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Before you go to a Truma heater I suggest you search this web site for similar comment threads...
I remember reading a thread that talked about how a continuous flow heater didn't work out.. and why.

Mike
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Old 05-08-2020, 05:50 PM   #11
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Why would an rv water heater last longer than one for houses?
Depends on use. I'd guess most RV water heaters are not used continuously year-round. Those times when not in use, they are often drained, especially in winterizing climates, so there can be no electrolysis. Even in mild climates, with water, if they are not heated the rate of corrosion is reduced. All that, plus regular flushing and anode replacement, should get a RV water heater through many years of service beyond a typical house water heater.
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Old 05-08-2020, 07:04 PM   #12
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Why would an rv water heater last longer than one for houses?
My gas only 6 gallon Suburban is 20 years old. I flush it out and vacuum it every year, along with checking the condition of the magnesium anode rod.

The builder's grade electric water heater at the s&b is 22 years old.
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Old 05-08-2020, 07:05 PM   #13
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Depends on use. I'd guess most RV water heaters are not used continuously year-round. Those times when not in use, they are often drained, especially in winterizing climates, so there can be no electrolysis. Even in mild climates, with water, if they are not heated the rate of corrosion is reduced. All that, plus regular flushing and anode replacement, should get a RV water heater through many years of service beyond a typical house water heater.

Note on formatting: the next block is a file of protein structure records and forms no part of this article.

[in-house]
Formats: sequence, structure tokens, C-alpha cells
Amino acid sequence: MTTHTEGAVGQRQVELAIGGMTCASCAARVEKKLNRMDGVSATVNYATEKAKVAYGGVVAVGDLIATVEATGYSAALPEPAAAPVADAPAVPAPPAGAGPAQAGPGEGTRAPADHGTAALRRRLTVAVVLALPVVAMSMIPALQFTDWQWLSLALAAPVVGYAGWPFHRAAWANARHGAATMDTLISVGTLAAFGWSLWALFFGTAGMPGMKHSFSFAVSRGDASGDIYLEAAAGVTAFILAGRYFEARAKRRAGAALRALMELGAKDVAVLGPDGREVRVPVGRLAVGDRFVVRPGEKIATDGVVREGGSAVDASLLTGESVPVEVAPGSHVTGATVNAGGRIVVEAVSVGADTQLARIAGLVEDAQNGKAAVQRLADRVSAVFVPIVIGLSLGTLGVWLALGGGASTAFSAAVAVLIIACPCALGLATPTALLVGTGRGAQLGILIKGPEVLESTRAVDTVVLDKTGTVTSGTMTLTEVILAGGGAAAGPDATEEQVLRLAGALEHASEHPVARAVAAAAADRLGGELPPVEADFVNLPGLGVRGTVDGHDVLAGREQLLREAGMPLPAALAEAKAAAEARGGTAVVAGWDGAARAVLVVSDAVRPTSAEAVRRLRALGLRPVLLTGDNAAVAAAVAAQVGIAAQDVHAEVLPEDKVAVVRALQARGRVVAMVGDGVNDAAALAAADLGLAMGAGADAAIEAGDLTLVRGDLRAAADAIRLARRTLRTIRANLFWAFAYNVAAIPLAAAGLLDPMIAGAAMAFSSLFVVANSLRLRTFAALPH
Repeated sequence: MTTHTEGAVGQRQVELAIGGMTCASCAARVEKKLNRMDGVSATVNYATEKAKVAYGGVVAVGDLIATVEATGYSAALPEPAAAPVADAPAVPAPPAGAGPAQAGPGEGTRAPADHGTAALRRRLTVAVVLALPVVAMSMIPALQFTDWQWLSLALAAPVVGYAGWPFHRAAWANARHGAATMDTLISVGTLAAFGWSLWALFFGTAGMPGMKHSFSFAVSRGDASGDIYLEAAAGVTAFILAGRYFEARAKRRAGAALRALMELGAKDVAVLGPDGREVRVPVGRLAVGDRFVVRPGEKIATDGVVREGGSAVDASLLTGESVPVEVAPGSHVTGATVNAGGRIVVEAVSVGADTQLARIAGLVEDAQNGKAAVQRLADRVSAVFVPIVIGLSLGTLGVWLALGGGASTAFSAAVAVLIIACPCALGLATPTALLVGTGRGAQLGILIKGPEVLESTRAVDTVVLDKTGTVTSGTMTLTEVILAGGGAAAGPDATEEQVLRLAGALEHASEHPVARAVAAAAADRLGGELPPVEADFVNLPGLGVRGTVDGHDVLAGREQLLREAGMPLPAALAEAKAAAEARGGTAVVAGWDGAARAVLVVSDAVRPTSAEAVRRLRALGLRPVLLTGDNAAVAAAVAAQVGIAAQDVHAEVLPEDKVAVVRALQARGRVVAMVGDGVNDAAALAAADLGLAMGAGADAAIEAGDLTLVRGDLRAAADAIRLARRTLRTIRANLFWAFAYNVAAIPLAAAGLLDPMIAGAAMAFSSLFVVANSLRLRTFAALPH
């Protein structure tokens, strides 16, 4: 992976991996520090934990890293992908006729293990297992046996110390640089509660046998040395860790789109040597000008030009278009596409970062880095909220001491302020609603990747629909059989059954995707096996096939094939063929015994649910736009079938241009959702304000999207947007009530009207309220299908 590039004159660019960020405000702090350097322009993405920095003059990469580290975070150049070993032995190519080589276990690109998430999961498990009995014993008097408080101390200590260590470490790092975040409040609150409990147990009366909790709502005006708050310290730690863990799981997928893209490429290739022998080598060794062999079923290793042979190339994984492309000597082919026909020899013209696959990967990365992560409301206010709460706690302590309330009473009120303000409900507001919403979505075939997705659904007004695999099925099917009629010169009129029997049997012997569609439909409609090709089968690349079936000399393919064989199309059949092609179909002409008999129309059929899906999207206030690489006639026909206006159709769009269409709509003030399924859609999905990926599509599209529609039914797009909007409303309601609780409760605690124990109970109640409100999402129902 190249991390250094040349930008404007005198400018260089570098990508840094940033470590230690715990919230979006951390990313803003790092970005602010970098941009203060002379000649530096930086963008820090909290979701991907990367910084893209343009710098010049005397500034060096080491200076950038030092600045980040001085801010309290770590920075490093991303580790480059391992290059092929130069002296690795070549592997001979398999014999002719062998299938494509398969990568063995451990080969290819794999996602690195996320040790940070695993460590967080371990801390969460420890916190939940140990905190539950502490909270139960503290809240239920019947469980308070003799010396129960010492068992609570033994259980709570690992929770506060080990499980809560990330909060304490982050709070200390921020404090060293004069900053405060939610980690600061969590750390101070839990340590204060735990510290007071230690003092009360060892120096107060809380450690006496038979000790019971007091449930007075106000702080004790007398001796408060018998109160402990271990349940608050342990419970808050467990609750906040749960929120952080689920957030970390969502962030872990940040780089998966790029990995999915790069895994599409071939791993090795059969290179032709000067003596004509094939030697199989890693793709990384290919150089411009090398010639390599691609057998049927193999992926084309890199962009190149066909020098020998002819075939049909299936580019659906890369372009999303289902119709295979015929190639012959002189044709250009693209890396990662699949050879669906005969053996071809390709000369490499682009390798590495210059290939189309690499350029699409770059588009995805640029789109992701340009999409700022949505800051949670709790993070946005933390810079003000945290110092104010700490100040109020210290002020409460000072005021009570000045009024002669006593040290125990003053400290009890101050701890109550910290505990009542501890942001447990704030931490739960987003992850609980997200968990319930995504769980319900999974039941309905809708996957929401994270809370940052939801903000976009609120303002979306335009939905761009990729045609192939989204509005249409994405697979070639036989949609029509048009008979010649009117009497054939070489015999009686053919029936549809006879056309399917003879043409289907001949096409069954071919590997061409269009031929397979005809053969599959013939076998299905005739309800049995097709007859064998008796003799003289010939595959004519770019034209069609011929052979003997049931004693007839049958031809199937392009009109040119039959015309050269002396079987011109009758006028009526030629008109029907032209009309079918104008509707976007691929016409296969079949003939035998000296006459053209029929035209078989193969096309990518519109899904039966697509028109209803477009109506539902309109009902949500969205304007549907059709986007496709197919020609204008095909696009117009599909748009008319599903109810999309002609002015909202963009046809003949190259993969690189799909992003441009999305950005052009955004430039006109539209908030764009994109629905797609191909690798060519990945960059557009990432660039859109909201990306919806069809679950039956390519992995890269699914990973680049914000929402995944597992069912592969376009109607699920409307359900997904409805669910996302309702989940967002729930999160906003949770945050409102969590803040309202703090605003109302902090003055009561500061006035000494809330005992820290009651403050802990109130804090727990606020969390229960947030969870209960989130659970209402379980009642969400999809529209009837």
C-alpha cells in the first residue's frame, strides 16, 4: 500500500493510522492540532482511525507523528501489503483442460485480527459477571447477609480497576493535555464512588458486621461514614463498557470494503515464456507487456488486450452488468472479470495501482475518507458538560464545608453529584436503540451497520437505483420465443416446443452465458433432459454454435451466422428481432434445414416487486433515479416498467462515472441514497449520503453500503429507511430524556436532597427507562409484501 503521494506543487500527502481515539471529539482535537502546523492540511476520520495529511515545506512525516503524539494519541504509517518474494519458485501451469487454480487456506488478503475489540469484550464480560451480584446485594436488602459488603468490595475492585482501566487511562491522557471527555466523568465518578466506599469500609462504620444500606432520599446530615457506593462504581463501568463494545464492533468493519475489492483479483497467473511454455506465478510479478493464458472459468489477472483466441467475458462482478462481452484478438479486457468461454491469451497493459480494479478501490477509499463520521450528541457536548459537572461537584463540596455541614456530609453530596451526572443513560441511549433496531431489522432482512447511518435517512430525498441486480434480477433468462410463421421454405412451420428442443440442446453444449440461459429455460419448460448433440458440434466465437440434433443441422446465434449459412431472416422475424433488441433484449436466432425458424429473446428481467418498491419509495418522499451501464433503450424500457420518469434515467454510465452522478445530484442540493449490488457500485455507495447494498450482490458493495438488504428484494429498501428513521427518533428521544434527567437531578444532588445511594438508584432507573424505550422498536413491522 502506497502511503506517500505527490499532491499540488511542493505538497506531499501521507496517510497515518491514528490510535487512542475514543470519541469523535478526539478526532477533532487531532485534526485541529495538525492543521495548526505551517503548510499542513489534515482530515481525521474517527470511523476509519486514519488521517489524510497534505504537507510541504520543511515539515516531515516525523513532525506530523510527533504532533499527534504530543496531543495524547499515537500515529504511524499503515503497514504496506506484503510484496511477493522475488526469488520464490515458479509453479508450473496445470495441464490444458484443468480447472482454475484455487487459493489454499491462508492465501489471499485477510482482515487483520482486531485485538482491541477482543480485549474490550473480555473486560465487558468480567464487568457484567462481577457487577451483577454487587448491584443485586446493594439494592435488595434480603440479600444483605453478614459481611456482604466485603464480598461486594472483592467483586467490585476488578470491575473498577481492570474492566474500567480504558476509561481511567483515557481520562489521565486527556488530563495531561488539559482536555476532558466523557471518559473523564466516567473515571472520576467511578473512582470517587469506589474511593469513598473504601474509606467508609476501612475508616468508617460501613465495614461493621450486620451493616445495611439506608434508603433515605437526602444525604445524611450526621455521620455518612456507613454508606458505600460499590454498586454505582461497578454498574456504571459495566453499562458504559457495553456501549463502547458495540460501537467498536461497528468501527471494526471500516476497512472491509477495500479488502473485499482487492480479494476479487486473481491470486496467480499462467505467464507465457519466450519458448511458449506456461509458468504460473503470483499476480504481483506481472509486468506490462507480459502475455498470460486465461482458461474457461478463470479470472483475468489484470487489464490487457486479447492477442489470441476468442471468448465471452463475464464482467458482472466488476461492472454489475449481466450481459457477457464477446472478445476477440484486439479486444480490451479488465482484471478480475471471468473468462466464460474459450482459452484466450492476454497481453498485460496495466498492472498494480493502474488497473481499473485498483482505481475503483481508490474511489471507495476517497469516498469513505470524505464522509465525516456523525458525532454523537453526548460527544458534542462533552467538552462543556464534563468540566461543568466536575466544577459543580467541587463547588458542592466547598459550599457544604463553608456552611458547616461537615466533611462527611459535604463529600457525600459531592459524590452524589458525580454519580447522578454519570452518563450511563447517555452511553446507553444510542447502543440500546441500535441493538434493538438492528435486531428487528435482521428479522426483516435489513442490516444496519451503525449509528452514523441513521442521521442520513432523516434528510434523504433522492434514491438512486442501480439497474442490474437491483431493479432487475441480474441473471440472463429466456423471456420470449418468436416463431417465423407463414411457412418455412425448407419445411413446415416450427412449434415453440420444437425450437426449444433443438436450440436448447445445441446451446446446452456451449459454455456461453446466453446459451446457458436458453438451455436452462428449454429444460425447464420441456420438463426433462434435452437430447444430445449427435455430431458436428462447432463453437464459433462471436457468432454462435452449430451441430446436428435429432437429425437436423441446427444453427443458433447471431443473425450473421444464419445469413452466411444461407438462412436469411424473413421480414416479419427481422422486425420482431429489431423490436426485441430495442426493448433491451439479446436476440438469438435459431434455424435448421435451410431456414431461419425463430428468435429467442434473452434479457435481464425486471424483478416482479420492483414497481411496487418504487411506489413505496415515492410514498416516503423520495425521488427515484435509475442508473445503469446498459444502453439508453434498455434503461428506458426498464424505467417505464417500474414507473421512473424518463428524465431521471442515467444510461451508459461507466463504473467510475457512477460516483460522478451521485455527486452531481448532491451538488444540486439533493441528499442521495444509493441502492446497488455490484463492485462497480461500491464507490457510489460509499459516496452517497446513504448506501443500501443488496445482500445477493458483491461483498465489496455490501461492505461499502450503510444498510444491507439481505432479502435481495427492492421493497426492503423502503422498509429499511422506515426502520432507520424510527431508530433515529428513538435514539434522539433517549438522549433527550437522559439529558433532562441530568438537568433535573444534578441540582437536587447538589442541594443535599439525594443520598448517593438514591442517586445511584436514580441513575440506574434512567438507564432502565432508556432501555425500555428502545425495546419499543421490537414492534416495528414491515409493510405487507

Exactly^^^^^^^


How often does any homeowner drain/flush their residential water heater let alone replace the anode rod.....


Suburban water heaters are just like residential water heaters.....steel tank that is glass-lined and have an anode rod.
6 yr, 10 yr, 12 yr 'warranties'.....that is based on size and number of anode rods used.




Suburban 10 gal, 12 gal and 16 gal all use the same cutout opening......only difference is DEPTH

Height: 16.21875"
Width: 16.21875"
Depth: 10g/20.5" 12g/22.25" 16g/27"




Couple of hours to remove/replace.


Here is an article on R/R of a 6gal.....same steps/procedure regardless of tank size
https://www.loveyourrv.com/leaking-r...r-replacement/
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Old 05-08-2020, 07:22 PM   #14
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As a repair option, can you clean and dry the flange and use JB Weld to seal the leak? Then install a anode rod and hopefully get a couple of additional years use out of the water heater. Meanwhile, keep your eye open for a salvage RV that may supply a good water heater.